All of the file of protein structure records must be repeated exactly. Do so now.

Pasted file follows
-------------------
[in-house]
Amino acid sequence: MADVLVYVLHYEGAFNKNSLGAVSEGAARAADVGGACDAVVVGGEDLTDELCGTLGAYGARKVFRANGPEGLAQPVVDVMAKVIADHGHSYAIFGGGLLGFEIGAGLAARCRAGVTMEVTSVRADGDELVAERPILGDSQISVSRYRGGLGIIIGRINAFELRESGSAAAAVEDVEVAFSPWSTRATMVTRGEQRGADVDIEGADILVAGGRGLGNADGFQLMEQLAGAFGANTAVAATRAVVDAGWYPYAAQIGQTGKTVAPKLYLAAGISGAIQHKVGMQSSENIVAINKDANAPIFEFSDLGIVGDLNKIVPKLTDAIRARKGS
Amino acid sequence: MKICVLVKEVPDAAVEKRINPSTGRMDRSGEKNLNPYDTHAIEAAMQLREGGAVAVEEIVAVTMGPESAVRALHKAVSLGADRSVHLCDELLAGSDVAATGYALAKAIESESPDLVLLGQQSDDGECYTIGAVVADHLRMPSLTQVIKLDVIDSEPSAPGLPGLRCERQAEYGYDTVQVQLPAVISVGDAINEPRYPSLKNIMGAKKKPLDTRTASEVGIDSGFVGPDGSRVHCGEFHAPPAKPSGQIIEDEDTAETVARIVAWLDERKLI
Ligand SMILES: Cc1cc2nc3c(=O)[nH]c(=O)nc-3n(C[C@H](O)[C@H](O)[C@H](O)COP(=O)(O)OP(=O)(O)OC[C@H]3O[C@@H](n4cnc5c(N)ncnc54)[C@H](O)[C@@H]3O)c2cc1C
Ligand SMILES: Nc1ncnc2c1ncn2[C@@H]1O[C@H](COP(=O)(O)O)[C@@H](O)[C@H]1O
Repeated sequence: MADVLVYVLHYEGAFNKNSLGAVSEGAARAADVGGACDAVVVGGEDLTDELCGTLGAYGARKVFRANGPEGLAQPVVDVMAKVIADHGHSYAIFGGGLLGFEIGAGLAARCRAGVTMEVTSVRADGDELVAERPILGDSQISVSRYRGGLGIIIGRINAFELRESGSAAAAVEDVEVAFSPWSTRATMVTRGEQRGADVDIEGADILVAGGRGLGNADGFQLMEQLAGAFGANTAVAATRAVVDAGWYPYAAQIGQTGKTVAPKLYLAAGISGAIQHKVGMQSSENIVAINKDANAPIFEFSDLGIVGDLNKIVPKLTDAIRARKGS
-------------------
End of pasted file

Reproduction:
[in-house]
Amino acid sequence: MADVLVYVLHYEGAFNKNSLGAVSEGAARAADVGGACDAVVVGGEDLTDELCGTLGAYGARKVFRANGPEGLAQPVVDVMAKVIADHGHSYAIFGGGLLGFEIGAGLAARCRAGVTMEVTSVRADGDELVAERPILGDSQISVSRYRGGLGIIIGRINAFELRESGSAAAAVEDVEVAFSPWSTRATMVTRGEQRGADVDIEGADILVAGGRGLGNADGFQLMEQLAGAFGANTAVAATRAVVDAGWYPYAAQIGQTGKTVAPKLYLAAGISGAIQHKVGMQSSENIVAINKDANAPIFEFSDLGIVGDLNKIVPKLTDAIRARKGS
Amino acid sequence: MKICVLVKEVPDAAVEKRINPSTGRMDRSGEKNLNPYDTHAIEAAMQLREGGAVAVEEIVAVTMGPESAVRALHKAVSLGADRSVHLCDELLAGSDVAATGYALAKAIESESPDLVLLGQQSDDGECYTIGAVVADHLRMPSLTQVIKLDVIDSEPSAPGLPGLRCERQAEYGYDTVQVQLPAVISVGDAINEPRYPSLKNIMGAKKKPLDTRTASEVGIDSGFVGPDGSRVHCGEFHAPPAKPSGQIIEDEDTAETVARIVAWLDERKLI
Ligand SMILES: Cc1cc2nc3c(=O)[nH]c(=O)nc-3n(C[C@H](O)[C@H](O)[C@H](O)COP(=O)(O)OP(=O)(O)OC[C@H]3O[C@@H](n4cnc5c(N)ncnc54)[C@H](O)[C@@H]3O)c2cc1C
Ligand SMILES: Nc1ncnc2c1ncn2[C@@H]1O[C@H](COP(=O)(O)O)[C@@H](O)[C@H]1O
Repeated sequence: MADVLVYVLHYEGAFNKNSLGAVSEGAARAADVGGACDAVVVGGEDLTDELCGTLGAYGARKVFRANGPEGLAQPVVDVMAKVIADHGHSYAIFGGGLLGFEIGAGLAARCRAGVTMEVTSVRADGDELVAERPILGDSQISVSRYRGGLGIIIGRINAFELRESGSAAAAVEDVEVAFSPWSTRATMVTRGEQRGADVDIEGADILVAGGRGLGNADGFQLMEQLAGAFGANTAVAATRAVVDAGWYPYAAQIGQTGKTVAPKLYLAAGISGAIQHKVGMQSSENIVAINKDANAPIFEFSDLGIVGDLNKIVPKLTDAIRARKGS